Sufficient unto the day is the evil thereof.
-- Matthew 6:34 (KJV)
And I’ve carried this burden of privilege all my life, though I did not fashion it. People who had no notion of me passed it down. My privilege is hard for me to see because it hasn’t made me wealthy. It’s also hard for me to see because I’ve never been without it. What would I compare it to?
Long ago, ancestors of mine stole the labor of others and confused it with their own. They imagined that their pile of wealth was a figure of their own hard work, and then they passed it down the generations to those who thought they earned it just be being born.
More recently and locally, my parents did what they could, what they thought necessary, to get me good schools and good connections, the skills of mind and heart, that I would need to gain good things in life. They made a pile of social capital for me, as big as they knew how. As best I could I did the same for my kids.
Our children are not sociology experiments. When we first look in their eyes, we pledge not to toss them in the human lottery to come up any which way. This child, we proclaim in the name of what is sacred, will have a good start. We promise security, nourishment, encouragement and means to independence – which is more than many children ever get. We promise like Billy Bigelow to earn what it takes, or beg, or steal or take it. We promise to be unjust for this child’s sake. If we don’t make and keep this promise we are bad parents. Of course my children are privileged: it was my sacred duty to make them so. And when every valley is exalted, those who are now poor will privilege their children better than they can now.
Linus said he loved mankind, it was people he couldn’t stand. But there’s no love of God when you hate your neighbor, no scrubbed and shiny love in general apart from grimy, paltry love of ridiculous and needy creatures that surround and cling to you. The love of all is just an open set of particular loves – the love of this one, and of this, and this, and this, and . . . the next one might be Yeshua. And Linus, with his abstract love, loves none.
This is what we mean by family values – that we particular persons, few or many, nuclear or tribal, are pledged to each other in ways we are not pledged to the rest. And yet the love of those within our circle is always standing in the way of greater love outside. That’s why Yeshua renounced his family and left his home, taking to the road. He always drew the larger circle. His vision was so big, it shattered family. “If you want to be my disciple,” he said, “you must hate everyone else by comparison – your father and mother, wife and children, brothers and sisters.”* They’re all your neighbors, even the centurions and god help us the Samaritans. And by the way, those brats out there, they’re all your children.
But here we go again, prophet – I can’t be father to all children. You invited little children unto you, but the story says you didn’t father any of them, clothe or feed them. No, I’m not a lily of the field, nor was meant to be; that is not my social location. I’ll make a deal with you. You pay the mortgage, find the health insurance, dive bottoms up in debt to send the babies off to college while dreaming of your next pink slip – then, and only then, will I let you tell me who my children are. Shatter me, prophet, if you must, but it’s my duty to shield my family from the likes of you.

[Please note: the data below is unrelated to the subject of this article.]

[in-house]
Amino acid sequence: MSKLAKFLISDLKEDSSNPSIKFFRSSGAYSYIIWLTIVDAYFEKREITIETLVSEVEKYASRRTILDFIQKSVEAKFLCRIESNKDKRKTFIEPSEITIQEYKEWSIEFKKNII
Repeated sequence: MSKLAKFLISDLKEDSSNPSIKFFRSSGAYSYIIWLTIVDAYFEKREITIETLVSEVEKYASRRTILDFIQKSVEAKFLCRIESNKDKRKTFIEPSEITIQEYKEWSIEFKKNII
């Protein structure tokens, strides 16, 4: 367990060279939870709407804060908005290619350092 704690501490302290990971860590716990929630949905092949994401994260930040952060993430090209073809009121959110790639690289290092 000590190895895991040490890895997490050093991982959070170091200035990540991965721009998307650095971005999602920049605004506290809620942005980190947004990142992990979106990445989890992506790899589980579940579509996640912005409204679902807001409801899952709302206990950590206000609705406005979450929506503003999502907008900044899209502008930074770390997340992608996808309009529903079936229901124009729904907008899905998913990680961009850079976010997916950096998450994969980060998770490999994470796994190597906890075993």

St. Francis imitated Christ, renounced his parentage and wealth, and took to the road. I know that, if I quit my job, scattered my meager assets and left my home to consort with brother sun and sister moon, my children and my spouse would not feel honored by my choice. I have a family and I value them. I cannot, will not live as Yeshua and Francis did.
Imitatio Christi is not for me. We cannot all be Yeshua, if Yeshua is to be himself. Someone has to keep the house where he will knock and enter. Someone has to serve the dinner. Someone has to break the flask of oil, and wash his feet. The basileia tou theou is not all spirit; it has a body and an infrastructure. Christians say the church is the body of Christ, so – feed the holy flesh. Someone must go to market for the bread and wine. Someone must own and operate the kitchen where the poor, and the prophet, are to eat. The prophet needs a large supporting cast. If only stars can enter heaven, then hell will prove to be a tranquil place, a neighborhood where we would love to raise our kids.
What is this privilege I inherit, some of it because my skin lacks pigment? It’s partly what my parents did, and should have done, for me. And partly it’s the detritus of crimes done long ago, washed down through channels that were cut before my birth to my back door. So far I’ve survived, while someone else did not; but my inheritance, taken all together, hasn’t made me rich or safe. My grandpa, who owned property at a time and place when black men couldn’t, left me some money; and when it came I didn’t give it to the poor: I paid my debts and kept myself in business. Note to Francis: becoming homeless doesn’t solve the homeless problem.
I am not rich or powerful. In my seventh decade I’m still just hanging on. And what is my duty toward countrymen of color, more than to love kindness, act justly and walk humbly? A wise kind man of color, who led one of my church’s recent weekend inventories of racial justice, advised us not to accept the blame for all of history. We cannot be guilty of what we did not do. And we cannot be responsible for what we cannot do. To know your duty is to know the thousand things that are not your duty.
When Yeshua said the troubles of the day are sufficient, he was warning not to cripple the moment with terrors of the future. But neither should we sicken it with guilt of the irremediable past. The day is sufficient. Only on this day can I be just.
*Luke 14:26 (New Living Translation)
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